F. The proposer’s approach to inclusion and diversity as well as participation by Disadvantaged Business Enterprises should be incorporated in Item 11, Diversity and Inclusion Plan, of the proposal. To facilitate the development of diverse and inclusive teams, ACRP provides a Project Teaming Opportunities Campaign on its IdeaHub platform: https://ideahub.trb.org/a/campaign-home/30088 (registration required). It can be used to find potential team members that include the needed areas of expertise and perspectives relevant to airports and the topic of interest, as well as to reflect the diversity of the airport community.
Item 11 of the proposal should document how any team member engaged with the ACRP Project Teaming Opportunities Campaign, including visiting and posting in the Campaign. Proposers should also list contacts made with posters and list team members who were identified as a result of using the Campaign.
G. Proposals are evaluated by the ACRP staff and project panels consisting of individuals collectively very knowledgeable in the problem area. Selection of an agency is made by the project panel considering the following factors: (1) the proposer's demonstrated understanding of the problem; (2) the merit of the proposed research approach and experiment design; (3) the experience, qualifications, and objectivity of the research team in the same or closely related problem area; (4) the plan for ensuring application of results; (5) how the proposer approaches inclusion and diversity in the composition of their team and research approach, including participation by certified Disadvantaged Business Enterprises; and, if relevant, (6) the adequacy of the facilities.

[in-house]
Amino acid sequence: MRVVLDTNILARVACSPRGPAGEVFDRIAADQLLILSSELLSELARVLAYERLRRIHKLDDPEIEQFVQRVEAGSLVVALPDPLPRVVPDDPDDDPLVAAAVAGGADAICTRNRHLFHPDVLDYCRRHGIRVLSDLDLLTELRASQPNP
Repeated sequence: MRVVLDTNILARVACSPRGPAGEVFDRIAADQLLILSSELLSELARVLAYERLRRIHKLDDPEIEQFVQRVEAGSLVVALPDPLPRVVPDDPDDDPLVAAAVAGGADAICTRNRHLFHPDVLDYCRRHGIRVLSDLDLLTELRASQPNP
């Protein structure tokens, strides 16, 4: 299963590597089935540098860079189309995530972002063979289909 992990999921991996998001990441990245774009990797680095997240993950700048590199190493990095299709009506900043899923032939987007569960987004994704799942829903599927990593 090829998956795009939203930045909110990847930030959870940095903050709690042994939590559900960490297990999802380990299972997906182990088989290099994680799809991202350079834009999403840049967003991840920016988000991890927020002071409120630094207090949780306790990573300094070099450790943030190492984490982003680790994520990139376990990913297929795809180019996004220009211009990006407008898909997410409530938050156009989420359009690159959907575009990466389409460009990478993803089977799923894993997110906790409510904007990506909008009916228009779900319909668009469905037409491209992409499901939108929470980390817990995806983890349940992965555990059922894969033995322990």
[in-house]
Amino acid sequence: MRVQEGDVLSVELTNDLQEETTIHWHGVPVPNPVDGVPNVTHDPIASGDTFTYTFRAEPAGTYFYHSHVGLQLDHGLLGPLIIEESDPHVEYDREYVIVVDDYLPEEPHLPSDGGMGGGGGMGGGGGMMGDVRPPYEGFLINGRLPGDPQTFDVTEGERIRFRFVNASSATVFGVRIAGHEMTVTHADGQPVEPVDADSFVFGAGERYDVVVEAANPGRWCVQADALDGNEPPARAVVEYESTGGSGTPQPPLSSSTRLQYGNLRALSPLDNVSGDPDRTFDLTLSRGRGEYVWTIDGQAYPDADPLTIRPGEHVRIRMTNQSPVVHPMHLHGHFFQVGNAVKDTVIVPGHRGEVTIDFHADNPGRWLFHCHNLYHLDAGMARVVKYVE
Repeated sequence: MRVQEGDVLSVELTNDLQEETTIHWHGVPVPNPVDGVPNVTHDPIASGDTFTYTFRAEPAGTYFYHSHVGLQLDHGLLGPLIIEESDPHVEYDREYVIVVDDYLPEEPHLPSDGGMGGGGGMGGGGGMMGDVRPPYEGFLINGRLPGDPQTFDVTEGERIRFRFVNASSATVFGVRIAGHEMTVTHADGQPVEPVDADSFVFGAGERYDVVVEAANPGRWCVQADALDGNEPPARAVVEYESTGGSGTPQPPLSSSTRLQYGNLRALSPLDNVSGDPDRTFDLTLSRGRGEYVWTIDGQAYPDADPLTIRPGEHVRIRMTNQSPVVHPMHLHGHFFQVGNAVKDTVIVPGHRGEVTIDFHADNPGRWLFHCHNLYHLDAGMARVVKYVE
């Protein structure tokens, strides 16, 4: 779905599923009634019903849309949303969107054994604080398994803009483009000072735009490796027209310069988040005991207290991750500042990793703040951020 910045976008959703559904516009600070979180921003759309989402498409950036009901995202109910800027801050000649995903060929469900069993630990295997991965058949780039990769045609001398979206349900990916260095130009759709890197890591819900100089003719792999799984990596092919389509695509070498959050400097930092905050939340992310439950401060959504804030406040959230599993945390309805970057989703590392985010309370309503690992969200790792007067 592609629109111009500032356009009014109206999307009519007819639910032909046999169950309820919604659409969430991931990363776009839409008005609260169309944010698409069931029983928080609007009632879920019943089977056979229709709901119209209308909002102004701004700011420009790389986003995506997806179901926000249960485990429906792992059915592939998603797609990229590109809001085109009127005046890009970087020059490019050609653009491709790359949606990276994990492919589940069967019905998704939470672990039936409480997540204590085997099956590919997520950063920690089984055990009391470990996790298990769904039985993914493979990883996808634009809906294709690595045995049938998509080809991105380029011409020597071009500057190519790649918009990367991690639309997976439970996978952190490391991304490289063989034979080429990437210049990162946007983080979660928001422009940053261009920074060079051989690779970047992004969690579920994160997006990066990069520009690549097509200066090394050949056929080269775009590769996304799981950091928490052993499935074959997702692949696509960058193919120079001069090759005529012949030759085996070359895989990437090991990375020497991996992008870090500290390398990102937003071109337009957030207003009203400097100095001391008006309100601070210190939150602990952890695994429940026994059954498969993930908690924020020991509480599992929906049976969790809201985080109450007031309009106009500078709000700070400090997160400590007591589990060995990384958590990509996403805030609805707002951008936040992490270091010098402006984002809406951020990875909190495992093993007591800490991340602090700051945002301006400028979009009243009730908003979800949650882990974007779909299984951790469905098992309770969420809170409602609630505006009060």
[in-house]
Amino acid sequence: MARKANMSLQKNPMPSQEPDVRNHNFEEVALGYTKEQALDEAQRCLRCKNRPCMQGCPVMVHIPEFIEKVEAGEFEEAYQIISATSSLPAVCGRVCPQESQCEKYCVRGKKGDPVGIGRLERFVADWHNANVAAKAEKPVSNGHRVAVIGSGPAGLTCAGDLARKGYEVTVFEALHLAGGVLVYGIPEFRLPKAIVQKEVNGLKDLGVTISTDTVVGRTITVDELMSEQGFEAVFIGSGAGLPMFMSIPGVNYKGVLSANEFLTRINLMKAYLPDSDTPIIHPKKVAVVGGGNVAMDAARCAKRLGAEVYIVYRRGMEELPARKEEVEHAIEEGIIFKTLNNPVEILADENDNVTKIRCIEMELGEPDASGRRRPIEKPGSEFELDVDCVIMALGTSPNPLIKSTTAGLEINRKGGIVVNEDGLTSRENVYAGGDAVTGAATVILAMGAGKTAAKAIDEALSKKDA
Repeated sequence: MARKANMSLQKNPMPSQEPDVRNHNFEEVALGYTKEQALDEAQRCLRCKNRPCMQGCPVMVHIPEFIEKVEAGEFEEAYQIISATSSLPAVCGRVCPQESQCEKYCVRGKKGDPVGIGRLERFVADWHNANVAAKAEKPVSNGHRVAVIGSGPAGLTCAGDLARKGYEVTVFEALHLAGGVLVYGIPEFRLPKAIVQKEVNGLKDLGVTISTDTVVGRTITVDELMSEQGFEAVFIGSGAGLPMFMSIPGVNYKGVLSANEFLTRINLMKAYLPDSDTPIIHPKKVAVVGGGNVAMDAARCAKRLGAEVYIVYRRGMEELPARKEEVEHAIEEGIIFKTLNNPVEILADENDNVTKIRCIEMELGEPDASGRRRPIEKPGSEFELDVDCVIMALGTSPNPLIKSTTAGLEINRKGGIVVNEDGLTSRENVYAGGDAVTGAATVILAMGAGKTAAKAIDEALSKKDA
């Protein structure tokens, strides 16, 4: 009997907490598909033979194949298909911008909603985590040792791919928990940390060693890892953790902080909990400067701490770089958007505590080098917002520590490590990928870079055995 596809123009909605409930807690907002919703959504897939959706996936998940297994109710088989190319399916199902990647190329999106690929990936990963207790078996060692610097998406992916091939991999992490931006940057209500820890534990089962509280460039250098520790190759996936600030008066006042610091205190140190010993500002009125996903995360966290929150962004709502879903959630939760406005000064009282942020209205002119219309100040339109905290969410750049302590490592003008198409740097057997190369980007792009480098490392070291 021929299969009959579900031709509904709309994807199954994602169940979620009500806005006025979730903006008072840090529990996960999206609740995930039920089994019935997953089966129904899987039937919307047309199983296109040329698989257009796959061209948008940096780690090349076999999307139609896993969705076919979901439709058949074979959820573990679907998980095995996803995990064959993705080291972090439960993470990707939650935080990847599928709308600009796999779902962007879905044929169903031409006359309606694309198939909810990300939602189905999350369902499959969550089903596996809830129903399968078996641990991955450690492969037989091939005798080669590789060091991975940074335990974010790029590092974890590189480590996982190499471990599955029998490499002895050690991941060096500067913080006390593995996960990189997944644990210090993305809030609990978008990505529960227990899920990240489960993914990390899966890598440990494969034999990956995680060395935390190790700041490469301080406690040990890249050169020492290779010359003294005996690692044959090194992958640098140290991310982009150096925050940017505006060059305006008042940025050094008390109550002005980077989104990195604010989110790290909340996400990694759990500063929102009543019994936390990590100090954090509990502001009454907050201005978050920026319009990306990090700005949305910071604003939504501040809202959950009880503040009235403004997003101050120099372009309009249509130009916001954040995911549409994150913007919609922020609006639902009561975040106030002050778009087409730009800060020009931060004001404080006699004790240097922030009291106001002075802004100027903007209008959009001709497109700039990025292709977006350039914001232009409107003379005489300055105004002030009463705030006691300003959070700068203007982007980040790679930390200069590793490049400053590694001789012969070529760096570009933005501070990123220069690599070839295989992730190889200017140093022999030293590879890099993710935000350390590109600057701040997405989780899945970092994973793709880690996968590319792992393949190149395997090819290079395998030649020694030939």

H. Proposals should include a task-by-task breakdown of labor hours for each staff member as shown in Figure 4 in the brochure, "Information and Instructions for Preparing Proposals" (https://onlinepubs.trb.org/onlinepubs/crp/docs/ProposalPrep.pdf). Proposals also should include a breakdown of all costs (e.g., wages, indirect costs, travel, materials, and total) for each task using Figures 5 and 6 in the brochure. Please note that TRB Cooperative Research Program subawards (selected proposers are considered subawards to the National Academy of Sciences, the parent organization of TRB) must comply with 2 CFR 200 – Uniform Administrative Requirements, Cost Principles, and Audit Requirements for Federal Awards. These requirements include a provision that proposers without a “federally” Negotiated Indirect Costs Rate Agreement (NICRA) shall be subject to a maximum allowable indirect rate of 10% of Modified Total Direct Costs. Modified Total Direct Costs include all salaries and wages, applicable fringe benefits, materials and supplies, services, travel, and up to the first $25,000 of each lower-tier subaward and subcontract. Modified Total Direct Costs exclude equipment, capital expenditures, charges for patient care, rental costs, tuition remission, scholarships and fellowships, participant support costs and the portion of each lower-tier subaward and subcontract in excess of $25,000.